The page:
Letter to Editor Open Access
Spontaneous Intestinal Perforation in Prematurity: A Case Report and Review of Literature
Volkan Sarper Erikci1*, Belce Ünver1, Yılmazcan Örnek1, Gökhan Köylüoğlu2
1Department of Pediatric Surgery, Sağlık Bilimleri University, Tepecik Training Hospital, Izmir, Turkey
2Department of Pediatric Surgery, Katip Çelebi University, Tepecik Training Hospital, Izmir, Turkey
*Corresponding author:

Volkan Sarper Erikci, Attending Pediatric Surgeon, Associate Professor of Pediatric Surgery, Sağlık Bilimleri University, Turkey, GSM: +90 542 4372747, Business phone: +90 232 4696969, Fax: +90 232 4330756; E-mail: @

Received: 12 June, 2017; Accepted: 19 June, 2017; Published: 28 June, 2017
Citation: Volkan Sarper Erikci, et.al. (2017) Spontaneous Intestinal Perforation in Prematurity: A Case Report and Review of Literature. SOJ Surg. 4(2):1-3. DOI: http://dx.doi.org/10.15226/2376-4570/4/2/00140
Spontaneous Intestinal Perforation (SIP) refers to a perforation in the gastrointestinal tract of a newborn with no demonstrable cause. This clinical entity is frequently seen in preterm newborns with Very Low Birth Weight (VLBW) and Extremely Low Birth Weight (ELBW) and typically found in the terminal ileum [1-4]. In this report management of a SIP in a preterm infant with ELBW is presented and discussed under the light of relevant literature.
A 800-g pre-term female infant at 28weeks gestational age was admitted to our Neonatal Intensive Care Unit (NICU) with a diagnosis of prematurity and respiratory distress syndrome. Antenatal history revealed an oligohydramniosis and amniocentesis was performed. During stay in the NICU, mechanic ventilation for days and surfactant therapy was administered for hyaline membrane disease. A right pneumothorax was detected on 7th day and a tube thoracostomy under water seal was performed. After resolution of pneumothorax abdominal distention and a bluish discoloration was observed on the 26th day. Abdominal x-ray revealed a pneumoperitoneum (Figure 1). Laboratory investigations revealed neutropenia, thrombocytopenia and metabolic acidosis compatible with sepsis. Initial peritoneal drainage (PD) was performed for temporary stabilization and recovery. After a stabilization period of 6 days, exploratory laparotomy was performed. Intraoperatively a single isolated ileal perforation on the antimesenteric side of the bowel was found. Whole abdominal cavity was contaminated with bile and intestinal material. Biopsy was taken from the site of perforation and incidental appendectomy was performed. A loop ileostomy including perforation site was performed (Figure 2). Early gastrointestinal feeding was started on the first postoperative day. Histopathological examination of the excised specimens did not reveal Hirschsprung’s disease or NEC. Integrity and patency of the distal bowel was confirmed with distal ileostography taken on the 28th postoperative day and the ostomy was closed 5 weeks after the ileostomy procedure (Figure 3). Nasogastric feeds were started 5 days after surgical intervention. With an uneventful follow-up the patient is well and has a steady increase in body weight.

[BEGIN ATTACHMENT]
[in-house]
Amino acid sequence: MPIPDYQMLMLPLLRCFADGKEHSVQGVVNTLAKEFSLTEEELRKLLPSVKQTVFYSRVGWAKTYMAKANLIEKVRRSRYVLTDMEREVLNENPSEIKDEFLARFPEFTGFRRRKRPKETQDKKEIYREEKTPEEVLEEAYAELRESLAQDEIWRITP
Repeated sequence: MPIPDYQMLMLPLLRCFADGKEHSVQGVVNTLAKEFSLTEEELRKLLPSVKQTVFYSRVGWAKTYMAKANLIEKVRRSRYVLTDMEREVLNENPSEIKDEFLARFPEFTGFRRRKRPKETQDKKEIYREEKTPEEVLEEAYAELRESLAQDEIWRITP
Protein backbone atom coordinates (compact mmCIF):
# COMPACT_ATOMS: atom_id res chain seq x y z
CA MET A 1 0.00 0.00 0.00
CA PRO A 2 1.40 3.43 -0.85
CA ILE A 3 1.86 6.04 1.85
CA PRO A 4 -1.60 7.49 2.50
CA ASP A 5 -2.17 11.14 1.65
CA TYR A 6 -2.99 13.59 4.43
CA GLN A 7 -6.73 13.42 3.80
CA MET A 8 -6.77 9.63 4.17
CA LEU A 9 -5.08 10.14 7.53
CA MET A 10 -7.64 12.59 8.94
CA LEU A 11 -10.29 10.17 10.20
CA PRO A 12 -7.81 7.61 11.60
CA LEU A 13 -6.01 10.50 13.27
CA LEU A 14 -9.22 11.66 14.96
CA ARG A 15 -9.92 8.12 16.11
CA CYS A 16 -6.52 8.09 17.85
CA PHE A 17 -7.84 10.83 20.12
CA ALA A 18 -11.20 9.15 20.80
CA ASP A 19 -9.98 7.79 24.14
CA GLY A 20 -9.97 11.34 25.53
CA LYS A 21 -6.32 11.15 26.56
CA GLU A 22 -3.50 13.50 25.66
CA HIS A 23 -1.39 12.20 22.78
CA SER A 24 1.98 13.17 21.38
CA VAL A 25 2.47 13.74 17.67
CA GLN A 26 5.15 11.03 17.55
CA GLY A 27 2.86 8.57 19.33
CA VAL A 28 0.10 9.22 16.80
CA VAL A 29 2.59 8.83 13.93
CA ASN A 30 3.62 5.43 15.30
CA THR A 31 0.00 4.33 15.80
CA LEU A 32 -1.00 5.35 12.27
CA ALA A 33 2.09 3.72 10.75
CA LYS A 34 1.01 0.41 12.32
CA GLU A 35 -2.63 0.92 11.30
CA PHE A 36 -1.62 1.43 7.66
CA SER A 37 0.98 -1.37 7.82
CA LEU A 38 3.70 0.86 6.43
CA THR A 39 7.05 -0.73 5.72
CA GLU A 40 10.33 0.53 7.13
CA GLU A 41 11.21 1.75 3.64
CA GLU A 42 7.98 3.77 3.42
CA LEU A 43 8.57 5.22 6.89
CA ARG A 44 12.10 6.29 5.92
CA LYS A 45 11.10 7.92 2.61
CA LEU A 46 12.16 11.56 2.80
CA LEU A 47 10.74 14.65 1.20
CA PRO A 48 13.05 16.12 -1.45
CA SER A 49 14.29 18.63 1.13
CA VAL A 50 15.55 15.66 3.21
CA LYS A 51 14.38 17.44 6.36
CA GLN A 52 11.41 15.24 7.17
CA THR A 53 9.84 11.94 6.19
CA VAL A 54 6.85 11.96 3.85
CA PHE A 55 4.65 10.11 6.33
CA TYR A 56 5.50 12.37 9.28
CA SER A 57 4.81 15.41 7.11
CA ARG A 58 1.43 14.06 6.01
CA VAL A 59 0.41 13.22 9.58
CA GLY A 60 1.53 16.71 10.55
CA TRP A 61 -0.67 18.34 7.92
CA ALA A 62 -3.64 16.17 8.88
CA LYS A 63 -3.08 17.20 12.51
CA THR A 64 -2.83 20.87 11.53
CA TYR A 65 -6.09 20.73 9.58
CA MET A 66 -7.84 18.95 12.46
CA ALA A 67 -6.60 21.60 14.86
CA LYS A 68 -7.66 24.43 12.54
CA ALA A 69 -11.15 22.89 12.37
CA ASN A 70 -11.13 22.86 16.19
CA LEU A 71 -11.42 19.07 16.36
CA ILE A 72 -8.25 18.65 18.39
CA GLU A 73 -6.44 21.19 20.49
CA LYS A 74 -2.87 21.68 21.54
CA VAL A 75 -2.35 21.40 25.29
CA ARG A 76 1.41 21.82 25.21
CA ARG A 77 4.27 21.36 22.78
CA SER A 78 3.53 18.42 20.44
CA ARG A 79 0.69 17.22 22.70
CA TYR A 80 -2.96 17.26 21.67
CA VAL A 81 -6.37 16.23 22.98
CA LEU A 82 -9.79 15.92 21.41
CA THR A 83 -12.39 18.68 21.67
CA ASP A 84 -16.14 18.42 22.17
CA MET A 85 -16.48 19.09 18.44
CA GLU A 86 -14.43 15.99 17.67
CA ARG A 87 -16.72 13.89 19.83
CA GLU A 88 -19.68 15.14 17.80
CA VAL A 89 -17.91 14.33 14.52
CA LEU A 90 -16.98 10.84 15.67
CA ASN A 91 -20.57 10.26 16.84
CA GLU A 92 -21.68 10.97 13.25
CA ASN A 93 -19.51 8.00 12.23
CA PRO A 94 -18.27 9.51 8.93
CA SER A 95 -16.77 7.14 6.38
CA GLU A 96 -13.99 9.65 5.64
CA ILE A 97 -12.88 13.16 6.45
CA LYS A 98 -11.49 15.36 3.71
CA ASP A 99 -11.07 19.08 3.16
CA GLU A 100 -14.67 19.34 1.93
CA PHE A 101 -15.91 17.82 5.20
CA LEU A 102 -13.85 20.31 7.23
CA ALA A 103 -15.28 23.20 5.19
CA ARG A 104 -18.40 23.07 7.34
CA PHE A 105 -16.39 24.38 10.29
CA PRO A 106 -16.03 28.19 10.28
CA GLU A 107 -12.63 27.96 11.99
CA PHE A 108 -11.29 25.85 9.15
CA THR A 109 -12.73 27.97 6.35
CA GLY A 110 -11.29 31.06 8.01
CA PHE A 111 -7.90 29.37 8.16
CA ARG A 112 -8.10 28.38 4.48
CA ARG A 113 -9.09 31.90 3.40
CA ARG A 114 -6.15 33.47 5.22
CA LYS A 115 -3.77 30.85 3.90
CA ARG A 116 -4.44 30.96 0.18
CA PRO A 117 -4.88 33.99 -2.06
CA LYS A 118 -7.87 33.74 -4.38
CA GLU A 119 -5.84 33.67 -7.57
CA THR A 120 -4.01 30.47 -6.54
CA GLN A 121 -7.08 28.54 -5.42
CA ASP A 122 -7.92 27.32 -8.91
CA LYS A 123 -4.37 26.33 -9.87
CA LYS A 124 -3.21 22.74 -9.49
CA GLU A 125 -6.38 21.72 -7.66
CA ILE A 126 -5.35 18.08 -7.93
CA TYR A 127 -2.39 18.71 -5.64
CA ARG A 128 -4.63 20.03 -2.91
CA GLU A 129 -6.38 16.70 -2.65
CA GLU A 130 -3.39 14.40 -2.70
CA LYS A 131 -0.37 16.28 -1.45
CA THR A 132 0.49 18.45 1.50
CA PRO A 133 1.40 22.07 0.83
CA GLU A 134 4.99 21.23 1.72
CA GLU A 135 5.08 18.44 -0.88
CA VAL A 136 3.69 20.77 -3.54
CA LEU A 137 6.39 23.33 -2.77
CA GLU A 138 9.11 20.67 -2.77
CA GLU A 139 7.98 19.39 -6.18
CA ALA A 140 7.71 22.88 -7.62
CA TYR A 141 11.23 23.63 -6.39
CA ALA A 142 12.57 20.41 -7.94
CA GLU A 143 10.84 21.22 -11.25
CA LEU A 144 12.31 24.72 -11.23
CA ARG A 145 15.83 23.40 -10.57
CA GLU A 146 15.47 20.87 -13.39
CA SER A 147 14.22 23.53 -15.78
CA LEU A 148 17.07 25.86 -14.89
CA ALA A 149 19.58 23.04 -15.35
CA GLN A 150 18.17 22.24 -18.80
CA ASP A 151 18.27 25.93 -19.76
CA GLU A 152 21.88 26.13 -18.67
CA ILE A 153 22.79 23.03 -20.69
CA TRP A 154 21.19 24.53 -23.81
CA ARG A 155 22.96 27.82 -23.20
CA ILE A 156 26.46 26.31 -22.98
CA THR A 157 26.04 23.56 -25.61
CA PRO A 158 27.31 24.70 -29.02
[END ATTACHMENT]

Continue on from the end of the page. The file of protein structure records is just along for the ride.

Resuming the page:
Figure 1 :Abdominal graphy showing free air under diaphragm
Figure 2 :Operative view. Note there is a single perforation in the ileum and serosal surfaces of the bowels were stained with bile
Figure 3 :Distal ileostography showing integrity and patency of bowel distal to ileostomy before stoma closure